19. 19. 17 | P a g e 6. References Bateman, Don. ‘Some Thoughts on Reducing the Risk of Aircraft Loss of Control’. Available at http://www.skybrary.aero/bookshelf/books/1372.pdf [Accessed 07 June 2013]. Boeing (2012). ‘Statistical summary of commercial jet airplane accidents worldwide operations 1959-2011’. Available at http://www.boeing.com/news/techissues/pdf/statsum.pdf [Accessed 07 June 2013]. Brooks, L Randall (2010). Loss of control in flight training foundations and solutions. Istanbul: European Airline Training Symposium Edwards, Christopher and Lombaerts, Thomas (2010), Fault Tolerant Flight Control A Benchmark Challenge. Springer. Verlag Berlin ICAO (2004). ‘Aviation Occurrence Categories Definition and Usage Notes’. Available at http://www.cast-safety.org/pdf/cictt_occurrence-category0804.pdf [Accessed 07 June 2013]. Jacobson, Steven R. (2010). ‘Aircraft Loss of Control Casual Factors and Mitigation Challenges’. Available at http://ntrs.nasa.gov/archive/nasa/casi.ntrs.nasa.gov/20100039467_2010042011.pdf [Accessed 07 June 2013]. Learmount, David (2012). ‘Loss of control – training the wrong stuff?’ London: Flight Global. Available at http://www.flightglobal.com/news/articles/in-focus-loss-of- control-training-the-wrong-stuff-367220/ [Accessed 07 June 2013]. NTSB (2009). Review of U.S. Civil Aviation Accidents – Review of Aircraft Accident Data 2007-2009. Available at http://www.ntsb.gov/doclib/reports/2011/ara1101.pdf [Accessed 07 June 2013]. Reisinger, Dr. Ing Dieter (2011). Loss of control in flight – an accident type that raises questions about today’s training. Available at http://www.uni-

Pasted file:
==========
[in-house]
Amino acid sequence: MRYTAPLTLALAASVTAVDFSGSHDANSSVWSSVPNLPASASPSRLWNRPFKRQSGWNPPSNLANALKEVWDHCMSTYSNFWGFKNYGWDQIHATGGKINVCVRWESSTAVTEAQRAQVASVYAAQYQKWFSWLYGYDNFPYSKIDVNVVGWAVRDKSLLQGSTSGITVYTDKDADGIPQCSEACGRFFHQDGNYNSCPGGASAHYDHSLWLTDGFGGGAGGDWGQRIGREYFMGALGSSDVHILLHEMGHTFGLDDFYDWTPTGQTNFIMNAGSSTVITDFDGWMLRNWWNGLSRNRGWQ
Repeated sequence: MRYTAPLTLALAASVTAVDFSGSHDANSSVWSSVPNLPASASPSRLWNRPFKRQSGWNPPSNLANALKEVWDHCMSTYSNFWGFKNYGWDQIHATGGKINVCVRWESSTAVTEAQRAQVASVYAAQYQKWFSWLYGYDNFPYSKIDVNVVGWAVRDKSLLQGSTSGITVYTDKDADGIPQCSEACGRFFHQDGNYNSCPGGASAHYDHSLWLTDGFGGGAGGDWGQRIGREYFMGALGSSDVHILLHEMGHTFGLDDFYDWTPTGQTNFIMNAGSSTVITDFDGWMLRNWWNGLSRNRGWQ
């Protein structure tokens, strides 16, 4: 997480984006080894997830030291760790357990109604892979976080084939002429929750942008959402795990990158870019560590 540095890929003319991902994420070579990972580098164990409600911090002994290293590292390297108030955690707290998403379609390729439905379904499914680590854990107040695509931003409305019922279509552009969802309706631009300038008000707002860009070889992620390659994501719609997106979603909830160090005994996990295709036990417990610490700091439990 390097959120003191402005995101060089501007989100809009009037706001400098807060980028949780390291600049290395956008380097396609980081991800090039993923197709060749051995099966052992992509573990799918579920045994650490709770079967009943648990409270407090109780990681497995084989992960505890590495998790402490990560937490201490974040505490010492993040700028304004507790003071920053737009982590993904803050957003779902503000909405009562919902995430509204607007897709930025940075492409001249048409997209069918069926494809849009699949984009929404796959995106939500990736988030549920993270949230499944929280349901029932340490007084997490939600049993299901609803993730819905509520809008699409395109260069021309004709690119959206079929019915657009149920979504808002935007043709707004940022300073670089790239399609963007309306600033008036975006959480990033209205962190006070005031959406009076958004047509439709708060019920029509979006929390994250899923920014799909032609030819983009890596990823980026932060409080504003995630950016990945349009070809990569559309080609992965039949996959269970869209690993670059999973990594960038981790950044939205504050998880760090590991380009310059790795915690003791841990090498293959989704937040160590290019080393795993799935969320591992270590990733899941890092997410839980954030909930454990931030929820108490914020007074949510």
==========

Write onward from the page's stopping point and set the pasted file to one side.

20. 20. 18 | P a g e graz.at/isap11/ISAP11%20Loss%20of%20Control%20in%20Flight_Intro_Reisinger. pdf [Accessed 20 June 2013]. Rogers, Daniel.E (2011). Loss of Control – In Flight: Upset Recovery Skills – Based Training. Utah Valley University. Available at http://flyacro.us/D.%20Rogers%2010486518%20Research%20Paper%20Final%20 Submission.pdf [Accessed 07 June 2013]. Skybrary (2013) http://www.skybrary.aero/index.php/Loss_of_Control [Accessed 20 June 2013].